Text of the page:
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Tiger Woods is officially back, winning the 2018 Tour Championship for his first PGA Tour victory since 2013.

The 14-time major winner closed out a two-stroke victory by shooting a 71 in the fourth round Sunday at East Lake Golf Club in Atlanta. He finished the tournament 11 strokes under par, ahead of Billy Horschel in second place.

The performance also helped Woods move from 20th to second in the final FedEx Cup standings. Justin Rose took home the top $10 million prize with his tie for fourth.

It was a relatively relaxing round for Woods, who opened the fourth round with a three-stroke lead that grew to as many as five. A par on the final hole helped him clinch the 80th victory of his career:

PGA TOUR @PGATOUR

HE'S DONE IT! ? @TigerWoods has earned his 80th win in storybook fashion at the @PlayoffFinale. #LiveUnderPar https://t.co/P03HlMe0uI

Bleacher Report showed the excitement from the gallery as he closed out his win:

Bleacher Report @BleacherReport

The crowd behind Tiger ? (via @PGATOUR) https://t.co/LTNt93MF2n

Woods was relatively conservative on the day after tearing things up Saturday with six birdies in his first seven holes. Instead, he simply avoided mistakes that could let others back in the hunt.

Of course, he did send a message right off the bat with a birdie on the first hole:

PGA TOUR @PGATOUR

1 hole. 1 birdie. @TigerWoods leads by 4 at the @PlayoffFinale. https://t.co/0ONDxipKrG

Bob Harig of ESPN described the effort:

Bob Harig @BobHarig

The perfect way to start for Tiger. A birdie at the first hole after a great approach and it's on.

He had nothing but pars for the rest of the front nine, finishing with a 34 after posting a 30 in Round 3. However, a couple of bogeys from Justin Rose and Rory McIlroy helped the lead balloon up to five strokes at the turn.

Kevin Van Valkenburg of ESPN described one of the major differences he saw in Woods' game:

Kevin Van Valkenburg @KVanValkenburg

Would love to know how Tiger finally came to the realization that it was ok to swing driver with a smoother tempo and hit it (mostly) 295 and in the fairway instead of hitting everything 330 and all over the map, because damn.

The 42-year-old finished with an average driving distance of 297 yards, which was his lowest of any of the four rounds. However, he made up for it with 77.8 percent accuracy off the tee on the front nine before struggling a bit more on the back nine.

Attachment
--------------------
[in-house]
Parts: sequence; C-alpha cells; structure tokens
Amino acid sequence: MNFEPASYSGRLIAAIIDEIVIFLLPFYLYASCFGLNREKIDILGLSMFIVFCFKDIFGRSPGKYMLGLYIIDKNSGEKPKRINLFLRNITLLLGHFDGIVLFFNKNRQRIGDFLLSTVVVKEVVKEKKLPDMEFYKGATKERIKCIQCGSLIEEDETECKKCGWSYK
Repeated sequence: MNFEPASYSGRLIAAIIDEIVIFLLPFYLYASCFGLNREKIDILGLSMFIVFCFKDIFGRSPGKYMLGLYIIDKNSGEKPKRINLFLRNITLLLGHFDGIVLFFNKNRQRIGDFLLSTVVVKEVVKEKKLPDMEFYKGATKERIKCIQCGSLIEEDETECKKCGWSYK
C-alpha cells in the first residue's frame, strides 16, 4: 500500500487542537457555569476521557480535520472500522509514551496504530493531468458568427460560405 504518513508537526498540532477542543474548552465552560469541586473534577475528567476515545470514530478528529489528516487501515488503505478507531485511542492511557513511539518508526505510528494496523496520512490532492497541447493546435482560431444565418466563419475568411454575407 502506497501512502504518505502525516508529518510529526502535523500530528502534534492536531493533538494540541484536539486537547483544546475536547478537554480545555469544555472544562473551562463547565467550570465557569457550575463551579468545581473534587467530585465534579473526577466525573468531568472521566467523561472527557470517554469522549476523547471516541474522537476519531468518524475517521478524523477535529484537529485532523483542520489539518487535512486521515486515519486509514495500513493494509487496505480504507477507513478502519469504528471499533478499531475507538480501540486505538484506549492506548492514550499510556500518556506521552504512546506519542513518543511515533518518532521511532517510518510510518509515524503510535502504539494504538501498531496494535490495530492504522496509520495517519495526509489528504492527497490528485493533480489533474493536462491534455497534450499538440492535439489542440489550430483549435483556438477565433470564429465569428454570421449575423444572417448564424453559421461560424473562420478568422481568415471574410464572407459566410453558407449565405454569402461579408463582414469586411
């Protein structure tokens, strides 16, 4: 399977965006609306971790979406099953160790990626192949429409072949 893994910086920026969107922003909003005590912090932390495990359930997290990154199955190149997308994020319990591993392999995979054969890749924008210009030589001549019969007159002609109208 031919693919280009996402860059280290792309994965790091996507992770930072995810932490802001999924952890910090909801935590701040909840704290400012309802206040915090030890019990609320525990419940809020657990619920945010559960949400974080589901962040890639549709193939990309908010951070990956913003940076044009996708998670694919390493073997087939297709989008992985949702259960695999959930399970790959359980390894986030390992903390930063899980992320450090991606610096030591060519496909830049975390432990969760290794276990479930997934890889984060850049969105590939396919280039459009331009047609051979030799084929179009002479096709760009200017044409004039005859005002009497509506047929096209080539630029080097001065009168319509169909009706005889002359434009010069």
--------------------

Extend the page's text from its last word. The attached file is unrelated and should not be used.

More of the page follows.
His putting was also as good as we have seen in a long time, gaining 1.280 strokes on the green for the tournament.

Despite his level of play, there was a little bit of concern after the turn.

After a bogey on No. 10, Woods made up for it on the 13th hole with a birdie that seemed to effectively sealed the win:

PGA TOUR @PGATOUR

13th hole. 13 feet. 13-under. @TigerWoods leads by 5 with 5 to play. #LiveUnderPar https://t.co/r5UXx4JXTb

It wasn't until two more bogeys cut the lead to two that anyone started to get nervous. But he closed things out with two straight pars for the win.

Meanwhile, the FedEx Cup race remained a major storyline down the stretch after each of the top players in the standings struggled in Round 4. According to PGATour.com, winning the Tour Championship was just one of seven results needed for Woods to take home the season-long prize.

Shane Bacon of Fox Sports simplified the situation down the stretch:

Shane Bacon @shanebacon

So the FedEx Cup has basically come down to this – if Tiger goes on to win and Justin Rose fails to make a birdie on 17 or 18, Woods walks away with both trophies. Crazy.

Rose stepped up when it mattered, though, posting a birdie on the final hole to take home the championship.

Still, the win capped off an incredible comeback for the undisputed biggest star in the sport.

Woods' career was derailed by back injuries, and he only competed in one official PGA event in 2016 and '17. While he had performed well in his return during the 2018 season, this win showed that he is once again a major threat in the sport.

Justin Ray of Golf Channel noted the jump in the world rankings:

Justin Ray @JustinRayGC

13. Woods was 1,199 when he teed it up at the Hero World Challenge last year. https://t.co/PTyIsEveUK

With this being the last stroke-play tournament of the year, he can now turn his attention to the Ryder Cup, which begins Friday in France. Based on his experience and recent level of play, it's clear he will be an impact player for Team USA in the international competition.

Final results and statistics courtesy of PGATour.com.

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